Having determined (following the reasoning in Prest v Petrodel Resources Limited & others UKSC 34) that Mr Sale was the sole controller of the contracting company, the Court of Appeal decided that it was appropriate to treat the benefit obtained by the company as a benefit obtained by the defendant, Mr Sale.
The court then sought to determine the appropriate value of confiscation order by reference to the benefit obtained from the criminal conduct. The relevant provisions of POCA (sections 76(4) and (5)) state that:
(4) A person benefits from conduct if he obtains property as a result of or in connection with the conduct.
(5) If a person obtains a pecuniary advantage as a result of or in connection with conduct, he is to be taken to obtain as a result of or in connection with the conduct a sum of money equal to the value of the pecuniary advantage.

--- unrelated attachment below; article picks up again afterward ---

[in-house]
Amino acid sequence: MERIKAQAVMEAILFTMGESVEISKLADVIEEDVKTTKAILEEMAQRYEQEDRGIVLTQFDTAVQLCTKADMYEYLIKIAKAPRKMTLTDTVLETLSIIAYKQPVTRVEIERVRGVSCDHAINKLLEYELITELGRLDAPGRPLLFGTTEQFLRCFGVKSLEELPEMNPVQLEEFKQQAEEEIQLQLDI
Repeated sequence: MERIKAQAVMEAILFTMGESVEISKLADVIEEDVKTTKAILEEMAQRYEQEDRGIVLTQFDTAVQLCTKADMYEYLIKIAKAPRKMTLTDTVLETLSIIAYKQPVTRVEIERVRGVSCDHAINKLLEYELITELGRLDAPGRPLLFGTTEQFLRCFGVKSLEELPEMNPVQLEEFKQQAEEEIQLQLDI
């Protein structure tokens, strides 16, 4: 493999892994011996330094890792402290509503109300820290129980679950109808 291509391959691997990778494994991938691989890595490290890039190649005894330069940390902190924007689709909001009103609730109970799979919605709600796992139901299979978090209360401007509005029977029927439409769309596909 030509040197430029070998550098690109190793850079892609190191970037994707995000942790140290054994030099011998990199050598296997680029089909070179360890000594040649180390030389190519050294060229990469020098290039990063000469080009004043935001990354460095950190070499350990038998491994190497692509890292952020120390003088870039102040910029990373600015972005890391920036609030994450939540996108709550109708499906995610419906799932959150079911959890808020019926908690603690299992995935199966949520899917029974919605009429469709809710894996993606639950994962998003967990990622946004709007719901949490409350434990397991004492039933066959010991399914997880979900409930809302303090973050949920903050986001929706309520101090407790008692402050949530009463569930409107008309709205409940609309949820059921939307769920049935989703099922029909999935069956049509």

The Court of Appeal found that a strict application of these provisions would capture the entire contract value of approximately £1.9 million; this was the value of the confiscation order made by the Crown Court. However, the Court of Appeal was bound to follow the Supreme Court's recent judgment in R v Waya UKSC 51 which requires a confiscation order to bear a proportionate relationship to the purpose of POCA, namely to recover the financial benefit which an offender has obtained from his criminal conduct.
In assessing the proportionality of the order, the court had regard to a passage in the Waya judgment noting that it may not be proportionate to confiscate any sum beyond the profit made in the case of "a defendant who, by deception, induces someone else to trade with him in a manner otherwise lawful, and who gives full value for goods or services obtained". In Waya, the Supreme Court indicated that such a case would be analogous to one where the property has been entirely restored to the victim, rendering confiscation inappropriate.